By The Conversation
Malawi’s landlocked status places a huge burden on its economy. This makes imports and exports expensive. Because of time-consuming and poor-quality rail and road transport, the country’s transport costs are among the highest in Africa.
The search for a solution has dominated Malawi’s foreign policy since independence in 1964. Malawi relies on four main trade corridors: the ports of Dar es Salaam in Tanzania; Beira and Nacala in Mozambique and Durban in South Africa.
An alternative route is a waterway to the Indian Ocean through Mozambique. It was first proposed in 1891. The now controversial idea was revived in 2005 by Malawi’s third president, Bingu wa Mutharika (2004-2012) as a signature foreign policy project. It was known as the Shire-Zambezi Waterway.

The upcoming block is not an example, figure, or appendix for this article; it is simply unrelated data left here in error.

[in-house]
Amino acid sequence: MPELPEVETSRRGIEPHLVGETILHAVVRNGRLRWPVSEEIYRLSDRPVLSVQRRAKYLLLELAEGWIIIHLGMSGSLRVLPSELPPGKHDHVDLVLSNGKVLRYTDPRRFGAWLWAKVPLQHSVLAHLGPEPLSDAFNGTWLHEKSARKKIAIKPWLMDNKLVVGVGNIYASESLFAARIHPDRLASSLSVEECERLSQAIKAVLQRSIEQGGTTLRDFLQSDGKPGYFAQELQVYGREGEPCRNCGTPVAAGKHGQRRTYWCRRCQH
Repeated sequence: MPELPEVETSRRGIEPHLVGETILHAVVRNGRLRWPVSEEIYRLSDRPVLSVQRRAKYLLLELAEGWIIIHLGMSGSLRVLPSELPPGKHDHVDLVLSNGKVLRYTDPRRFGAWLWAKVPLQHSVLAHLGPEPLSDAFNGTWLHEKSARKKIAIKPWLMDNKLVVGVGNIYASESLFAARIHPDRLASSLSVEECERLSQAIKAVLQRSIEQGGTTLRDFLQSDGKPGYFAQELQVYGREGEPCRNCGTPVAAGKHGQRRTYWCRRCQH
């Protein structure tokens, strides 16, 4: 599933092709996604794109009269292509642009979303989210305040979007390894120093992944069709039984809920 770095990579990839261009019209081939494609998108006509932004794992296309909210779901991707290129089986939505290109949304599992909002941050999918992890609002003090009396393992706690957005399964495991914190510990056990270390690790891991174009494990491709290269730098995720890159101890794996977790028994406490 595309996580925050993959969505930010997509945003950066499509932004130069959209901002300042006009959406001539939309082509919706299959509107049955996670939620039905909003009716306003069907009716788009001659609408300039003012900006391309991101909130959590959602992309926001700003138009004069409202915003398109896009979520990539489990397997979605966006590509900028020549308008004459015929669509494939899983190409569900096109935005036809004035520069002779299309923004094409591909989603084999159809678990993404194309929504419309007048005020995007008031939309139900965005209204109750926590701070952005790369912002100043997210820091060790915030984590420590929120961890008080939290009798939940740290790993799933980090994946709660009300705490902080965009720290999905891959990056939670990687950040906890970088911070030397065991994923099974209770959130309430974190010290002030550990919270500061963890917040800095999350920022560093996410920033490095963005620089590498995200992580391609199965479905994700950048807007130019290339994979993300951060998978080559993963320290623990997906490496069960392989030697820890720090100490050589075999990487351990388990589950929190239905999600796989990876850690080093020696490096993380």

Believing it would be an important legacy of his presidency, he consistently claimed that using the route from Nsanje in Malawi to Chinde in Mozambique would drastically reduce Malawi’s transport costs and boost economic growth.
Malawi’s main exports are tobacco, tea, sugar. It imports oils, consumer goods and fertilisers.
But Malawi has so far failed to get access to the Indian Ocean. Our research suggests this is because of two important factors: Malawi’s diplomatic strategy and the absence of Mozambique’s buy-in.